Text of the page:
It would be impossible to choose one single individual, therefore I have entitled this post simply "Soldiers", which I respectfully intend to be as all-encompassing as possible, including soldiers, sailors, airmen, marines, army, navy... all those who dedicate their lives to the protection of their country, be it America, Britain, Canada... uniformed men and women who fight for the principles of freedom, democracy and prosperity for all its citizens.
The history of war dates back, essentially, to Cain and Abel. Since Man has populated the Earth, there have been conflicts, small and large, for reasons small and large.
"The Jewish Talmud describes... that there are three universal reasons for wars: A) economic, B) ideological / religious, and C) power / pride / love. "
"The seeming contradiction between warfare and morality has led to serious moral questions, which have been the subject of debate for thousands of years. The debate, generally speaking, has two main viewpoints: Pacifists, who believe that war is inherently immoral and therefore is never justified regardless of circumstances, and those who believe that war is sometimes necessary and can be moral."I am one of the latter. In fact, I believe George W. Bush had full moral authority to drop the biggest and best of his nuclear arsenal on the entire Middle East on September 12, 2001.
The world, including the Middle East, would be a more productive, happier place today, or at least it would be after the ensuing nuclear winter had elapsed. I'm in no rush. Better later than never.
However, Bush exhibited more restraint than I would have, and instead, launched military action on Afghanistan on October 7th, 2001.
Military action = deployment of soldiers. The boots on the ground. The men and women who, in whatever role they play, put themselves in harm's way for the greater good.
"The object of war is not to die for your country but to make the other bastard die for his."
I am not a parent, but I am a very 'involved' auntie. I have never had to experience saying goodbye to a beloved niece or nephew heading off to Afghanistan or Iraq.
I can only imagine the permanent knot in the stomach, and the head-swimming fear when reports of deaths of servicemen and -women reach a parent's, or a child's, ears.
The thing about the military of Canada, the United States and Britain is this... they are volunteer forces, first and foremost. No one is dragged away and required to perform military service, unlike many countries. And, while Canada's role up to 2001 had been mainly a peacekeeping role in places such as Bosnia, now these soldiers were getting a chance to use their skills, to face down a geniune evil, to make a difference in the world. I believe that is what most of these men and women signed up for in the first place. To make a difference. To be soldiers.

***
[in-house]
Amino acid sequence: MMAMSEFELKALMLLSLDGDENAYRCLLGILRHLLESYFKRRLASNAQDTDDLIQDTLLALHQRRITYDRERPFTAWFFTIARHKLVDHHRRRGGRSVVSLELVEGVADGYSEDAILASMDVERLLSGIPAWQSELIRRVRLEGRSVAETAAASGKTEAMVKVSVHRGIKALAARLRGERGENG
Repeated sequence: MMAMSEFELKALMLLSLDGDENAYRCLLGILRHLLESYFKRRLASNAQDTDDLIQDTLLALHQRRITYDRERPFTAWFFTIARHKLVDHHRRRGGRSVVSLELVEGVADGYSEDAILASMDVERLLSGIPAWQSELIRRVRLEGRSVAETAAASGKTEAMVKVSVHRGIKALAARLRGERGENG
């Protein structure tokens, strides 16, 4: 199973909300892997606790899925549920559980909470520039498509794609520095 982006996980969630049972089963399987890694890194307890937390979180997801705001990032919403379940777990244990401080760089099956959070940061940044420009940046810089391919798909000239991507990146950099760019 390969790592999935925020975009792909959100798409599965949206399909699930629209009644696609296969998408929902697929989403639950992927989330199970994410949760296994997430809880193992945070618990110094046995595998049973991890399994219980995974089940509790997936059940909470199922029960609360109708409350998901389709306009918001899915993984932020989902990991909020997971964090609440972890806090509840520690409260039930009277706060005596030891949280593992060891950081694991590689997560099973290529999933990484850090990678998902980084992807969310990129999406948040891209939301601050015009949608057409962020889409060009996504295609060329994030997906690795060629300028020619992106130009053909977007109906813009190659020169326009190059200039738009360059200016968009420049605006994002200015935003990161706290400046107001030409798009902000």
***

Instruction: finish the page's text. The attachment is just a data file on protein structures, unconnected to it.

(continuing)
"Some people live an entire lifetime and wonder if they have ever made a difference in the world, but the Marines don't have that problem."
Soldiers have been admired and looked up to for centuries. It is their honor, bravery, strength, discipline and willingness to die for a just cause that has been the foundation of that admiration and respect.
Soldiers have been immortalized in literature and film, fiction and non-fiction.
Their images have been rendered in statues, artwork, and on ancient coins.
Kids play with toy soldiers, pretending to conquer evil empires on rainy afternoons.
Peace is only possible because military might ensures it. As paradoxical as that may be, that's the way it is. It is in our genetic makeup to be hunter-gatherers, the earliest form of military.
Their primary goal may have been food, but crossing paths with other tribes while in search of that food? Well, you look at them. What do YOU think?? Their strength preserves peace for their tribe. Then, like now.
But in war, to achieve that peace, lives are lost, lives of those brave, dedicated, strong and fearless soldiers. The ultimate sacrifice."We make war that we may live in peace."
The rights and freedoms that we enjoy are ours because men and women died to protect them. Our right to live freely, to vote, express ourselves as we wish. We're free to be stupid, or successful. Free to travel the world, worship as we choose or even if we choose, to assemble with whom we choose. Freedom to protest. We have soldiers, dead and alive, to thank for these and all the freedoms we daily take for granted.
"From time to time, the tree of liberty must be watered with the blood of tyrants and patriots."
And in return, we owe them respect. Regardless whether or not you support the cause, you must support those that have fought the fight.
It's a shame that the respect owing the Royal Newfoundland Regiment soldiers who died in the battle of Beaumont Hamel on July 1st, 1916 were not given that respect, when the day of this overwhelming loss was chosen as Canada Day and promoted as a big party, in the style of the American Fourth of July.
The Newfoundland Regiment is virtually wiped out at the Battle of Beaumont Hamel.Of 780 men who went "over the top" that morning, only 68 answered roll call the next day.
To patriotic Newfoundlanders, it will always be the day that commemorates the battle of Beaumont Hamel, and as far as this Newfoundlander is concerned, the face-painted maple leaves can go to hell. Lest we forget.
So in conclusion, while we pray for peace, let us not forget to pray for those whose sacrifices have, and will continue to, bestow it upon us - the soldiers, sailors, airmen, marines, army, navy - and let us never underestimate the vital importance of military power in keeping us safe.